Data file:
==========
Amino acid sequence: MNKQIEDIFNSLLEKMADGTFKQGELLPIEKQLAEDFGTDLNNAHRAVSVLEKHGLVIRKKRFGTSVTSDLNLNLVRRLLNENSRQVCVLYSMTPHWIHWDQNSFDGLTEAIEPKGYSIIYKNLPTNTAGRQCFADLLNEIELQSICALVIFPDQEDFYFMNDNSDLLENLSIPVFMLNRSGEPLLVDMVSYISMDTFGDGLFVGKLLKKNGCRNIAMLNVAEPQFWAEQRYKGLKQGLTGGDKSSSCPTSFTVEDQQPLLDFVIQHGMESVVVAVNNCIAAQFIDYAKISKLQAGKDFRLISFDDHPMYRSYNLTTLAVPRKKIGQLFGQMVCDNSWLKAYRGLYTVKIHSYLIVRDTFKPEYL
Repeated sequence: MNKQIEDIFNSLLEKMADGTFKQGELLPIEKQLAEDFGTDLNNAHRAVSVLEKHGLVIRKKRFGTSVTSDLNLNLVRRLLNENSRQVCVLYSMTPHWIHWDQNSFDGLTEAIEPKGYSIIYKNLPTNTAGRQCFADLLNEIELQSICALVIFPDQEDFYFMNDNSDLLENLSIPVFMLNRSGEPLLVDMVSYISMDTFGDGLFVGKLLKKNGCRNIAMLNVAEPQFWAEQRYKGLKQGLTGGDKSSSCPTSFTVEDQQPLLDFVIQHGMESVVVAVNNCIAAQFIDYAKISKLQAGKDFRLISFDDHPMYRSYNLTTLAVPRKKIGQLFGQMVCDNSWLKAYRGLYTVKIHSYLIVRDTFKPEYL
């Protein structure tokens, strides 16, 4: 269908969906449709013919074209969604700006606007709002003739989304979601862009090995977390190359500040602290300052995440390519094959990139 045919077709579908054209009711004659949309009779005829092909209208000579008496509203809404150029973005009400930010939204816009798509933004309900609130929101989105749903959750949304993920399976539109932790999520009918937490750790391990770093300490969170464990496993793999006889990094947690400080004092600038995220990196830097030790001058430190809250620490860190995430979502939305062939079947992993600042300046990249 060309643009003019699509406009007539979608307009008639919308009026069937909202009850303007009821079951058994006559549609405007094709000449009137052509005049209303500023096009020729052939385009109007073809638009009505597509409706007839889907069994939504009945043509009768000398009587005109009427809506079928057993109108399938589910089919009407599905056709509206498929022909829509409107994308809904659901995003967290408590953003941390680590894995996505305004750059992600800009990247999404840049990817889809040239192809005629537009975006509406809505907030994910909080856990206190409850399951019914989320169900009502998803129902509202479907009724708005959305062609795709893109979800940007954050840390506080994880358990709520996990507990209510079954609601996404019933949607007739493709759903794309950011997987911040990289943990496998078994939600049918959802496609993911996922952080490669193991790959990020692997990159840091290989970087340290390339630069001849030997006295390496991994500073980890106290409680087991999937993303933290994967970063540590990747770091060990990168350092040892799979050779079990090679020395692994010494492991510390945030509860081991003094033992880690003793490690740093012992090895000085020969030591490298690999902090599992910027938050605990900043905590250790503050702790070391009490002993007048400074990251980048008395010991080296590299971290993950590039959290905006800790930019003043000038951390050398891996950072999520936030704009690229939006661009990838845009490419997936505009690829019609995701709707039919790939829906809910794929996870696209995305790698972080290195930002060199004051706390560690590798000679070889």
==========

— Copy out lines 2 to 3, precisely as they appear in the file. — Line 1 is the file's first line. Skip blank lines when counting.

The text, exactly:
Repeated sequence: MNKQIEDIFNSLLEKMADGTFKQGELLPIEKQLAEDFGTDLNNAHRAVSVLEKHGLVIRKKRFGTSVTSDLNLNLVRRLLNENSRQVCVLYSMTPHWIHWDQNSFDGLTEAIEPKGYSIIYKNLPTNTAGRQCFADLLNEIELQSICALVIFPDQEDFYFMNDNSDLLENLSIPVFMLNRSGEPLLVDMVSYISMDTFGDGLFVGKLLKKNGCRNIAMLNVAEPQFWAEQRYKGLKQGLTGGDKSSSCPTSFTVEDQQPLLDFVIQHGMESVVVAVNNCIAAQFIDYAKISKLQAGKDFRLISFDDHPMYRSYNLTTLAVPRKKIGQLFGQMVCDNSWLKAYRGLYTVKIHSYLIVRDTFKPEYL
């Protein structure tokens, strides 16, 4: 269908969906449709013919074209969604700006606007709002003739989304979601862009090995977390190359500040602290300052995440390519094959990139 045919077709579908054209009711004659949309009779005829092909209208000579008496509203809404150029973005009400930010939204816009798509933004309900609130929101989105749903959750949304993920399976539109932790999520009918937490750790391990770093300490969170464990496993793999006889990094947690400080004092600038995220990196830097030790001058430190809250620490860190995430979502939305062939079947992993600042300046990249 060309643009003019699509406009007539979608307009008639919308009026069937909202009850303007009821079951058994006559549609405007094709000449009137052509005049209303500023096009020729052939385009109007073809638009009505597509409706007839889907069994939504009945043509009768000398009587005109009427809506079928057993109108399938589910089919009407599905056709509206498929022909829509409107994308809904659901995003967290408590953003941390680590894995996505305004750059992600800009990247999404840049990817889809040239192809005629537009975006509406809505907030994910909080856990206190409850399951019914989320169900009502998803129902509202479907009724708005959305062609795709893109979800940007954050840390506080994880358990709520996990507990209510079954609601996404019933949607007739493709759903794309950011997987911040990289943990496998078994939600049918959802496609993911996922952080490669193991790959990020692997990159840091290989970087340290390339630069001849030997006295390496991994500073980890106290409680087991999937993303933290994967970063540590990747770091060990990168350092040892799979050779079990090679020395692994010494492991510390945030509860081991003094033992880690003793490690740093012992090895000085020969030591490298690999902090599992910027938050605990900043905590250790503050702790070391009490002993007048400074990251980048008395010991080296590299971290993950590039959290905006800790930019003043000038951390050398891996950072999520936030704009690229939006661009990838845009490419997936505009690829019609995701709707039919790939829906809910794929996870696209995305790698972080290195930002060199004051706390560690590798000679070889």